By John McHale
STATE COLLEGE, Pa. - University and military scientists have wedded computer-based feedback control to a 50-year-old laboratory technology to develop a land-mine detector that identifies plastic-encased mines that are invisible to traditional metal detectors and ground-penetrating radar.
The detector, designed by engineers at Pennsylvania State University in State College, Pa., and the U.S. Army`s Construction Engineering Research Laboratory in Champaign, Ill., uses nuclear quadruple resonance (NQR) spectroscopy, an analytical tool developed in the late 1940s and early 1950s for crystal structure studies, combined with the feedback control algorithms.
The Chinese type 72 land mine, for example, is plastic and current devices cannot pick it up. It poses a serious problem that an NQR device can solve, says Jeffrey L. Schiano, Pennsylvania State assistant professor of electrical engineering and co-inventor of the detector with Mark D. Ginsberg, principal investigator at Construction Engineering Research Laboratory. The scientists dubbed the device fNQR with the f standing for feedback.
In the 1960s and 1970s, researchers in the U.S. and Russia independently developed experimental NQR-based detectors for use in mine fields, Schiano says. More recently, commercial NQR-based systems have been developed in the U.S. and in Britain for narcotics and explosive detection in airline baggage.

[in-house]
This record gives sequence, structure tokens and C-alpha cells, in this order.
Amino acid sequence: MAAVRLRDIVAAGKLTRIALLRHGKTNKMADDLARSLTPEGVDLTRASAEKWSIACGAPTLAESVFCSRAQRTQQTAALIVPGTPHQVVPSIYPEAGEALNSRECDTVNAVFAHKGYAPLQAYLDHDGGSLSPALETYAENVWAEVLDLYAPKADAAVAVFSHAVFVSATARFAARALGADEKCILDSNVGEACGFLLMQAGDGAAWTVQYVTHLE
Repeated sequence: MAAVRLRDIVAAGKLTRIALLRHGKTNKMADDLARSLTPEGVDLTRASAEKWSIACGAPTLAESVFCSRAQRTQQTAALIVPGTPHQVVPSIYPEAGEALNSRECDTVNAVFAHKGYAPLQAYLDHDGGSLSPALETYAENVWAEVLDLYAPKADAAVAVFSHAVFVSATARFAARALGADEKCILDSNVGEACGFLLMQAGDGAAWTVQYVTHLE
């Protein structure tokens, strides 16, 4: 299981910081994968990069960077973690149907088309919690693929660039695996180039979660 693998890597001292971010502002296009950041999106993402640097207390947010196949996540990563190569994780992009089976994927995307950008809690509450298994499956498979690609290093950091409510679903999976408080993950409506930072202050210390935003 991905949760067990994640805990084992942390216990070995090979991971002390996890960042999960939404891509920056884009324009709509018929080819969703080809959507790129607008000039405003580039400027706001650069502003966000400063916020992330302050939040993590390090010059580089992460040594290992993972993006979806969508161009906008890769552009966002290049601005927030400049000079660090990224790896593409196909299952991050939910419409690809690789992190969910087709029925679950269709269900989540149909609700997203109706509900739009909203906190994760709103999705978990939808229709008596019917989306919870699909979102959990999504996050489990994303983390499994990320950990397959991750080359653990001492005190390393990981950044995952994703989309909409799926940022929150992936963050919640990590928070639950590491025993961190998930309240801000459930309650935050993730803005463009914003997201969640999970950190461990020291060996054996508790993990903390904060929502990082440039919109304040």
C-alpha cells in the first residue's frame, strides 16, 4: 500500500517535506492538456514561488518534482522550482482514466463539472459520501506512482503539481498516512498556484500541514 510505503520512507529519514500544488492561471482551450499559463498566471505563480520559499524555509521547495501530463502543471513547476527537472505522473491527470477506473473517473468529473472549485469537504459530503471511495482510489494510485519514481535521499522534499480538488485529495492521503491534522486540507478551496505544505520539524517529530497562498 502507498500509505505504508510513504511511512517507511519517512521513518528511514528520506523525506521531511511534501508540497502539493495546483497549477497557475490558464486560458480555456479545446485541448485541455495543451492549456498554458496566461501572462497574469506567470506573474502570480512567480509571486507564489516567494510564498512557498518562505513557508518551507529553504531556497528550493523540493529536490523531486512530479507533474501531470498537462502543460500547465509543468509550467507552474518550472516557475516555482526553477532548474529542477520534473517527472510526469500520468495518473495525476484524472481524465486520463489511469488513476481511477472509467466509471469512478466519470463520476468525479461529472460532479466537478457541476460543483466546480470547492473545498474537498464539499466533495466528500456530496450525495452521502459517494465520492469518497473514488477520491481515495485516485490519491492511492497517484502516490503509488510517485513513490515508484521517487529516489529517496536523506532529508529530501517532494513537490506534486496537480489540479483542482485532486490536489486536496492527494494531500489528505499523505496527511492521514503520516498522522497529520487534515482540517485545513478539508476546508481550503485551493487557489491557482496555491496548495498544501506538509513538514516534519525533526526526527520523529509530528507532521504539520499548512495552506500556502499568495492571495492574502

Hampering all of these instruments, however, is the small, short-duration NQR signal from explosives that background noise easily drowns out, he says.
The scientists have shown that they can overcome these problems by applying feedback control concepts to enhance the signal and separate it from background noise, Schiano says. For example, in operation, the fNQR, like the other NQR devices available, sends out a radio frequency pulse which can disturb the nuclear magnetization of nitrogen-based explosives, such as TNT, he explains. The disturbance in the nitrogen nuclei, in turn, produces a characteristic NQR signal, which is recorded on a graph, Schiano adds.
However, unlike the other available NQR-based detectors, the new detector is equipped with feedback control algorithms that automatically increase or decrease the repetition rate of the radio frequency pulse and quicken or slow the time that elapses between the creation and collapse of the disturbance in the nuclear magnetization, he continues. In this way, the Pennsylvania State detector can compensate for weak NQR signals or excessive background noise, Schiano says. In addition, the feedback algorithms enable the new detector to automatically calibrate itself, making it easy to operate even for unskilled personnel, he says.
Basically feedback technology enables precise fine-tuning of signals, resulting in a more accurate scan, Schiano says. The only drawback is feedback takes longer than other methods, he adds.
U.S. Navy researchers in San Diego developed an NQR device during the Vietnam war, but it did not use feedback technology, Schiano continues. "It is the further application of feedback concepts that will improve, if not enable, the use of NQR in land-mine detection," he says.